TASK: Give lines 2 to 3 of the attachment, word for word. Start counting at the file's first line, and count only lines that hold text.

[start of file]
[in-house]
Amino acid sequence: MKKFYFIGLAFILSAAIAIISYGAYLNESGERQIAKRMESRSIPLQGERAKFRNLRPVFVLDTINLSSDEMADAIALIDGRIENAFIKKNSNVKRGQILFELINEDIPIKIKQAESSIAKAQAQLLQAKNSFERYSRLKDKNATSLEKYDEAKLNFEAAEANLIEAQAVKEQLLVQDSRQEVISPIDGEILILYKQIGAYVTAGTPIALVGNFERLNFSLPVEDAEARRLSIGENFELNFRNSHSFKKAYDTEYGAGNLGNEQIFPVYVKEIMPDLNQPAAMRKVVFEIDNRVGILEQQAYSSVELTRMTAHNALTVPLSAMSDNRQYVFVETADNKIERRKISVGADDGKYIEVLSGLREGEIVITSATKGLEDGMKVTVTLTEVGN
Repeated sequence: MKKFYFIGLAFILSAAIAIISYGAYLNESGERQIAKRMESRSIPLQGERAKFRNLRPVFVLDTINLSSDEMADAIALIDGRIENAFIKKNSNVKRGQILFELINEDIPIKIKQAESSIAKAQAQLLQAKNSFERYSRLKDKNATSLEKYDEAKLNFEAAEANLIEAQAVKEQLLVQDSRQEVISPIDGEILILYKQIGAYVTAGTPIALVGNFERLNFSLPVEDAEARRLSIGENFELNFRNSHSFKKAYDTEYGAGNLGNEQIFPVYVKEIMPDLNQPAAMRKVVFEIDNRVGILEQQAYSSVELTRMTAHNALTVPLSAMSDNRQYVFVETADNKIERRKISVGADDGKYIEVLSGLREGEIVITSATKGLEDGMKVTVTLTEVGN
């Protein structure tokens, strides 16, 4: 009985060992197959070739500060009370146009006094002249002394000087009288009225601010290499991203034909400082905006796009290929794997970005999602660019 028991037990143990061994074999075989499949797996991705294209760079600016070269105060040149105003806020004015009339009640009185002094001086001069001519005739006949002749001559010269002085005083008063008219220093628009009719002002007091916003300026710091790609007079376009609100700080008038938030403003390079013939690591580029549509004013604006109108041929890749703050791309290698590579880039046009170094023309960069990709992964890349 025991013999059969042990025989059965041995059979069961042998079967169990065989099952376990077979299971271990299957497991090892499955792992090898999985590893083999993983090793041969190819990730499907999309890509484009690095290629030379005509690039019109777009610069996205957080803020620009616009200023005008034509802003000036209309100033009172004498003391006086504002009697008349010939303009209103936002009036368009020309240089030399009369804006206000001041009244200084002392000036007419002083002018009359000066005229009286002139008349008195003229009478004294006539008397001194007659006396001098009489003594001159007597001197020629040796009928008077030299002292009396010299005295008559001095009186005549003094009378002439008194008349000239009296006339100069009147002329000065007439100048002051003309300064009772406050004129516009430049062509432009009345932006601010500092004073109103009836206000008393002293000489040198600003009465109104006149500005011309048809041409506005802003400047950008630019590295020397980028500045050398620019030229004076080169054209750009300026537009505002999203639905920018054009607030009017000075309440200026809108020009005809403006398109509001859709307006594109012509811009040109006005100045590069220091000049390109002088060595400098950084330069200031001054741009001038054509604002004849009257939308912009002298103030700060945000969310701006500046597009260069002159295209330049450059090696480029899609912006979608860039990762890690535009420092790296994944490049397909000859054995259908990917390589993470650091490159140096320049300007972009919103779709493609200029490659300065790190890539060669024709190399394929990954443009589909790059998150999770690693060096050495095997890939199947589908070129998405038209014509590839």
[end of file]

Amino acid sequence: MKKFYFIGLAFILSAAIAIISYGAYLNESGERQIAKRMESRSIPLQGERAKFRNLRPVFVLDTINLSSDEMADAIALIDGRIENAFIKKNSNVKRGQILFELINEDIPIKIKQAESSIAKAQAQLLQAKNSFERYSRLKDKNATSLEKYDEAKLNFEAAEANLIEAQAVKEQLLVQDSRQEVISPIDGEILILYKQIGAYVTAGTPIALVGNFERLNFSLPVEDAEARRLSIGENFELNFRNSHSFKKAYDTEYGAGNLGNEQIFPVYVKEIMPDLNQPAAMRKVVFEIDNRVGILEQQAYSSVELTRMTAHNALTVPLSAMSDNRQYVFVETADNKIERRKISVGADDGKYIEVLSGLREGEIVITSATKGLEDGMKVTVTLTEVGN
Repeated sequence: MKKFYFIGLAFILSAAIAIISYGAYLNESGERQIAKRMESRSIPLQGERAKFRNLRPVFVLDTINLSSDEMADAIALIDGRIENAFIKKNSNVKRGQILFELINEDIPIKIKQAESSIAKAQAQLLQAKNSFERYSRLKDKNATSLEKYDEAKLNFEAAEANLIEAQAVKEQLLVQDSRQEVISPIDGEILILYKQIGAYVTAGTPIALVGNFERLNFSLPVEDAEARRLSIGENFELNFRNSHSFKKAYDTEYGAGNLGNEQIFPVYVKEIMPDLNQPAAMRKVVFEIDNRVGILEQQAYSSVELTRMTAHNALTVPLSAMSDNRQYVFVETADNKIERRKISVGADDGKYIEVLSGLREGEIVITSATKGLEDGMKVTVTLTEVGN